The homologies between the fields have too often been overlooked. We propose to close this gap by comparing the socio-organizational infrastructures of both food and art. Valuation is an uneven relation that is being produced, circulated, and realized through consumption (Graeber 2005; Caliskan 2007; Bogdanova 2011; Mears 2014). Infrastructures are the material conduits that allow this complex value process to unfold. But the materiality of infrastructures is also affective: it can promote trust in transparency, linking products to distant (often exoticized) locations, or inspire fear, disgust and anxiety. For instance, electric circuits, water piping, chemicals and scientific practices intersect to engineer new banana cultivars in an Ugandan high-tech lab, but frequent infrastructural breakdown threatens to exclude the Ugandan partners from the circuit of knowledge with their Australian project partners, compelling the Ugandans to step in as infrastructure and risk highly toxic exposure (Calkins 2018). Roads may speed up or break the transport of labourers, values, and imaginaries (Harvey and Knox 2015; Dalakoglou 2017); standards order markets and control quality and origin, they include some producers while excluding others (Elizabeth C. Dunn 2003; Elizabeth Cullen Dunn 2011; Gorton et al. 2011); telecommunication networks mediate the unequal flow of information (Larkin 2013), money, and credit (Guseva and Rona-Tas 2014; James 2015).

Some infrastructures perform their work visibly – like quality standards in the case of the GIs (geographic indications) or AOC (Appellation d’origine controlée) – but many infrastructures are hidden, and their “upstream” histories are generally “black-boxed”. We argue that infrastructures materially inscribe historical power relations into contemporary social life, engendering in/visible “techno-politics” like prepaid water meters that assume customers will fall short of paying (von Schnitzler 2016). But such hidden infrastructures become more visible in situations of crisis and contestation (Niewöhner 2015). In sum, infrastructures engender their own inequalities and precarities (Anand, Gupta, and Appel 2018).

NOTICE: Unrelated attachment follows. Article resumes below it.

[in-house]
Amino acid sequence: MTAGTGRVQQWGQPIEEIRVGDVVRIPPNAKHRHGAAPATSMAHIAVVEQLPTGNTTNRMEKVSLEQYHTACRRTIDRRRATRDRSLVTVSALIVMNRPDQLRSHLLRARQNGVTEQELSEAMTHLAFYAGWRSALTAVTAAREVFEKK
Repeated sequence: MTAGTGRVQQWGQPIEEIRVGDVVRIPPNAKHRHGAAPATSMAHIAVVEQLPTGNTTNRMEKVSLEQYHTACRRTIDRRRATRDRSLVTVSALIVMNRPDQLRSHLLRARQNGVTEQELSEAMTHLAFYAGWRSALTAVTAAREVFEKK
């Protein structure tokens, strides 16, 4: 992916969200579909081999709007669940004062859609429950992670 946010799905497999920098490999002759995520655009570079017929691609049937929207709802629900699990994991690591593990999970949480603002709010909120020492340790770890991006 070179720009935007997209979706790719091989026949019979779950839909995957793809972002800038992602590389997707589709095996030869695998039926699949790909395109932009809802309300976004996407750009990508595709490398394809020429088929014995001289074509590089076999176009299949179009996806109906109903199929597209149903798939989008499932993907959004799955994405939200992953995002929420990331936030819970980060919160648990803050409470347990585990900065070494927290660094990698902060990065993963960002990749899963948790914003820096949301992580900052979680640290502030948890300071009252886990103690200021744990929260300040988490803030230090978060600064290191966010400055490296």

We will bring together senior and junior researchers to discuss how the techno-politics and contestations of infrastructures allow new insights into the history, present, and futures of valuation in the globalizing value chains of food and art.

Please submit your abstract (300 words max.) and a bio (100 words max.) by 22 March 2019 to and Notifications of acceptance will be sent out by 29 March 2019. Drafts papers will be circulated a week in advance until 2 May (max. 5000 words), to facilitate comments by the discussants. For participants from outside Budapest, accommodation (3 nights, 8-10 May 2019) and travel costs will be covered.


Daniel Monterescu
Associate Professor
Department of Sociology and Anthropology
Central European University

New Book: 
Twilight Nationalism: Politics of Existence in at Life’s End (with Haim Hazan, Stanford UP)

Old Book: 
Jaffa Shared and Shattered: Contrived Coexistence in Israel/Palestine

New Articles: 
״Border Wines: Terroir Across Contested Territory.” Gastronomica. Winter 2017. 

"Immobilizing Mobility: Border Ethnography, Illiberal Democracy, and the Politics of the 'Refugee Crisis' In Hungary" American Ethnologist (43:1, 2016, with A. Kallius and P. K. Rajaram)

AE Virtual Issue: "Refugees and Im/migrants in American Ethnologist, 1991–2016"  Guest-edited by Castañeda, Holmes, Kallius, and Monterescu

בלוג הארץ: עיר שסועה לה יחדיו// Haaretz Blog: Cities Shared and Shattered